Today, the U.S. Institute of Peace’s Senior Study Group (SSG) on Critical Minerals in Africa released its report: Critical Minerals in Africa: Strengthening Security, Supporting Development, and Reducing Conflict amid Geopolitical Competition. Africa is home to 30 percent of the world’s critical minerals. These minerals are used in everyday items like batteries, defense systems, medical devices and cell phones. Over the last 20 years, China has secured advantageous supply chains for cobalt, magnesium, graphite and other critical minerals in Africa that threaten the United States’ national and economic security. Russia and the Middle East are also increasingly involved in African critical mineral exploitation.

Currently, the U.S. is nearly 100 percent reliant on “foreign entities of concern” (mainly China) for critical minerals – many of which are vital for U.S. national security and the economy. Shortages of these minerals could severely impact U.S. military capabilities and jeopardize national security. That risk became apparent in October 2023, when China announced export controls of graphite for which the United States is 100 percent reliant on imports. Graphite is an important component for batteries, fuel cells, nuclear reactors and industrial applications. The SSG pointed out that similar geopolitically inspired sales restrictions on critical minerals could be repeated, since China is the major U.S. import source for 31 of 50 critical minerals and the primary source for 13 of 50 minerals.

The SSG specifically examined the important role that Africa plays in critical mineral supply chains. It identified important ways for the United States to gain a strategic advantage on the competition by entering into equitable partnerships with African nations. These U.S.-Africa partnerships, according to the report, could pay additional dividends through increased development and community stability while also strengthening peace and prosperity on the African continent. The 13 broad policy recommendations contained in the final report include a renewed focus on diplomatic, financial and private sector engagement to make the United States a preferred African partner while shoring up U.S. interests.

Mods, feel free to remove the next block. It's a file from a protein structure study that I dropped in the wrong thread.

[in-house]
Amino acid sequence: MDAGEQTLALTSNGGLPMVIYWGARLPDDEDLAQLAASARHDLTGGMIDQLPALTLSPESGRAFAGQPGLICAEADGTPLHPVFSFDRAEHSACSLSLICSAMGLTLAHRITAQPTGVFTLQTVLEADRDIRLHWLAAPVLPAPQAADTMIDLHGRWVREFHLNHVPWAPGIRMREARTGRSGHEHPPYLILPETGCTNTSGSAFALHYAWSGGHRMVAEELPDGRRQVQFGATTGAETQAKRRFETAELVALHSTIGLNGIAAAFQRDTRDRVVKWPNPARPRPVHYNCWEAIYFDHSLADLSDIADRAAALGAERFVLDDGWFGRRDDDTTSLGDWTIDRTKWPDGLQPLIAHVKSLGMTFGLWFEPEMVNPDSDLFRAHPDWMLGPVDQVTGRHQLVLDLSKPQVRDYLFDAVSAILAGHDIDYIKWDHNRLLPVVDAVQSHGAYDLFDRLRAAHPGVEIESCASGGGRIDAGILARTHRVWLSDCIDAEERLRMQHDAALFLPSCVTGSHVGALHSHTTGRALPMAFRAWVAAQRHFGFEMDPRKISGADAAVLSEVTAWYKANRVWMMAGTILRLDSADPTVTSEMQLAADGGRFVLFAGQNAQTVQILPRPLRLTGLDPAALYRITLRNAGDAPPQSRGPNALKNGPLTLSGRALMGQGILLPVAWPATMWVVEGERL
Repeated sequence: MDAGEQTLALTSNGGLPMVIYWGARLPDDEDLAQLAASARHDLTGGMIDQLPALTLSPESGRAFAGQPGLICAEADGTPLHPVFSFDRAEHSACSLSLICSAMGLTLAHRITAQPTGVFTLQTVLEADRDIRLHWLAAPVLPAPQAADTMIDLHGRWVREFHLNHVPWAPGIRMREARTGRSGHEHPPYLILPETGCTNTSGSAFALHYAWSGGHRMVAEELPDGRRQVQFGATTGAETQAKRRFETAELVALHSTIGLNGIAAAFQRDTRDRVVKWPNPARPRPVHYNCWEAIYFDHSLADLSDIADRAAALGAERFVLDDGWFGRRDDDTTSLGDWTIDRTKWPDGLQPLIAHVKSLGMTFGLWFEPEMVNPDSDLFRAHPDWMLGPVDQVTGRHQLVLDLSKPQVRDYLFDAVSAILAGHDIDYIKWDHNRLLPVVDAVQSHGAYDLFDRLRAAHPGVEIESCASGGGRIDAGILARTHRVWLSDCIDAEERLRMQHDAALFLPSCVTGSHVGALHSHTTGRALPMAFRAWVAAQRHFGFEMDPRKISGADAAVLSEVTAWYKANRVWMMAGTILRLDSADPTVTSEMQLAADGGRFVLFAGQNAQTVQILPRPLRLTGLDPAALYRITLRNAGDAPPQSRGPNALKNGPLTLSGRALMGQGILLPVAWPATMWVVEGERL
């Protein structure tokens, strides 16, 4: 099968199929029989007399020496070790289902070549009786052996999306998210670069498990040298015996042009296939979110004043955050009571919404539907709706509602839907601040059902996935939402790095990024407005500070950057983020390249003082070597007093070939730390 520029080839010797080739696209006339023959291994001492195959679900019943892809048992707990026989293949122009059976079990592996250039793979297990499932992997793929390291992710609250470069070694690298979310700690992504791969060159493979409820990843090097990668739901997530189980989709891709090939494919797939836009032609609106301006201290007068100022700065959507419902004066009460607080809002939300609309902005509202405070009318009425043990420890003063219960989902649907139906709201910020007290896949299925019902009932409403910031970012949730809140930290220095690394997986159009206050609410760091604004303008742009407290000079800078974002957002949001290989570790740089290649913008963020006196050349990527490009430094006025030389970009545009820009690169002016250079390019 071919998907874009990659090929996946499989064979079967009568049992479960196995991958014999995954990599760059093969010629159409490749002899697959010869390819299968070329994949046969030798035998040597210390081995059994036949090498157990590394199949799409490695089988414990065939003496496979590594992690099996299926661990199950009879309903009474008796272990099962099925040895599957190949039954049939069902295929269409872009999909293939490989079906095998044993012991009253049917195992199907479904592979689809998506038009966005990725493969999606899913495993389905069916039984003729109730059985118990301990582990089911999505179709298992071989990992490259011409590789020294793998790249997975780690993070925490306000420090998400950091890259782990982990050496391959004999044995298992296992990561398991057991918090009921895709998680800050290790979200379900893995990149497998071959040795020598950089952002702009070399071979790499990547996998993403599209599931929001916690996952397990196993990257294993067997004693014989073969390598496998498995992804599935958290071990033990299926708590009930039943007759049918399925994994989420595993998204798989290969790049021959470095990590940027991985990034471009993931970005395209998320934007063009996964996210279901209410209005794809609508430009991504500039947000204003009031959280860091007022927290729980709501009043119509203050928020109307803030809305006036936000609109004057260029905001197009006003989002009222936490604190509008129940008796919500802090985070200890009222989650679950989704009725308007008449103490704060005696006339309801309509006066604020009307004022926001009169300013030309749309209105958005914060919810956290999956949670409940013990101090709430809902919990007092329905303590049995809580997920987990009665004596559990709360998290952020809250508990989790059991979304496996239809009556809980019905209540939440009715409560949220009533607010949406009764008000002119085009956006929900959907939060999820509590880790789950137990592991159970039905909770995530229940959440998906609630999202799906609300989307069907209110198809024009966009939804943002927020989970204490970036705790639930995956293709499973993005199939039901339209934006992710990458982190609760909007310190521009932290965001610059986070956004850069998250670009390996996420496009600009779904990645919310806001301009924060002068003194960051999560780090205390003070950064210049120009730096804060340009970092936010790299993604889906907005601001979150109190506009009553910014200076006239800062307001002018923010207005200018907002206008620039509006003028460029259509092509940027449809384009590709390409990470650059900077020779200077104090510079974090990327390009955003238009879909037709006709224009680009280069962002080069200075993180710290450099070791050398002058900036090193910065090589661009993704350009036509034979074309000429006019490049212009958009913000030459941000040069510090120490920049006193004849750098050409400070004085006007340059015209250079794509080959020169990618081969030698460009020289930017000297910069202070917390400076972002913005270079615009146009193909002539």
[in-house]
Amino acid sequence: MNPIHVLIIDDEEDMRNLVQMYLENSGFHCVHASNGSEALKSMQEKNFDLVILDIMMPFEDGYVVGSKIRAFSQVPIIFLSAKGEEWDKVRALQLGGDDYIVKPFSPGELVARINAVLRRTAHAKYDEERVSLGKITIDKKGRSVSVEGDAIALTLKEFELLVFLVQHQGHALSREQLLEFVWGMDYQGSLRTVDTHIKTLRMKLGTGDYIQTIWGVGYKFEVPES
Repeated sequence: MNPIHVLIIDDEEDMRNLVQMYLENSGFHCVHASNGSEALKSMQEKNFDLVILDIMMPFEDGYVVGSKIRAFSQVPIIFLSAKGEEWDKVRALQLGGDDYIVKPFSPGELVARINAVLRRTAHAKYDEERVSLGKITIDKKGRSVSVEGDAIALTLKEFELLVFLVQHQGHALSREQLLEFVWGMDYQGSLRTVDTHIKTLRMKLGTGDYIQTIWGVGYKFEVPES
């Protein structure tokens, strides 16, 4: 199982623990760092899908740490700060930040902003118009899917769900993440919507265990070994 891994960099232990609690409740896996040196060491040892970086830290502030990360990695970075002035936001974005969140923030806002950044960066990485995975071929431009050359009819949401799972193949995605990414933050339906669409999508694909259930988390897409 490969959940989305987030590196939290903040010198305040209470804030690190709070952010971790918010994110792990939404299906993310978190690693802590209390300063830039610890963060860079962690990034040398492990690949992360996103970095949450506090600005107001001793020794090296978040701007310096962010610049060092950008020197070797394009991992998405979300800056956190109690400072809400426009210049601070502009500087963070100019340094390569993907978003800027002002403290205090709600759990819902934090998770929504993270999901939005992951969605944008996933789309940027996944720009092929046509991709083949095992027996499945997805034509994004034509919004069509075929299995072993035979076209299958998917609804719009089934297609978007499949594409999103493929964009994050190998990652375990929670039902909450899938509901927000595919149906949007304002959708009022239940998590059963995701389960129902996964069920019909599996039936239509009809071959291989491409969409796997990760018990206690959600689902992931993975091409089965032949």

The report also highlights how some African countries have become disenchanted with their Chinese engagement because the expected jobs, training and technology transfer failed to materialize with China processing the raw minerals overseas rather than in African countries. Human rights abuses, child labor exploitation, corruption and negative impacts on the environment are other acute concerns under Russian and Chinese deals.

The SSG report identifies the opportunity for the United States to become a preferred partner in Africa through transparent, private sector investment. The SSG’s recommendations also address needed U.S. diplomatic and development efforts to encourage everything from rule of law reforms to addressing inadequate infrastructure, which deter U.S. private sector investment.

The United States' $250 million investment in the Lobito Corridor rail project – the biggest U.S. infrastructure investment in 40 years – running from the Lobito port in Angola to the rich critical mineral resources in the Democratic Republic of Congo and Zambia is the kind of project with potential to spur economic development and secure supply chains, creating a win-win for U.S. and African partners, according to the report.

The report acknowledges many challenges in seeking to gain advantage for the U.S. and potential African partners in critical minerals development, but concludes the cause is well worth the effort. See the complete final report for a detailed discussion of the recommendations and what it will take to implement them.

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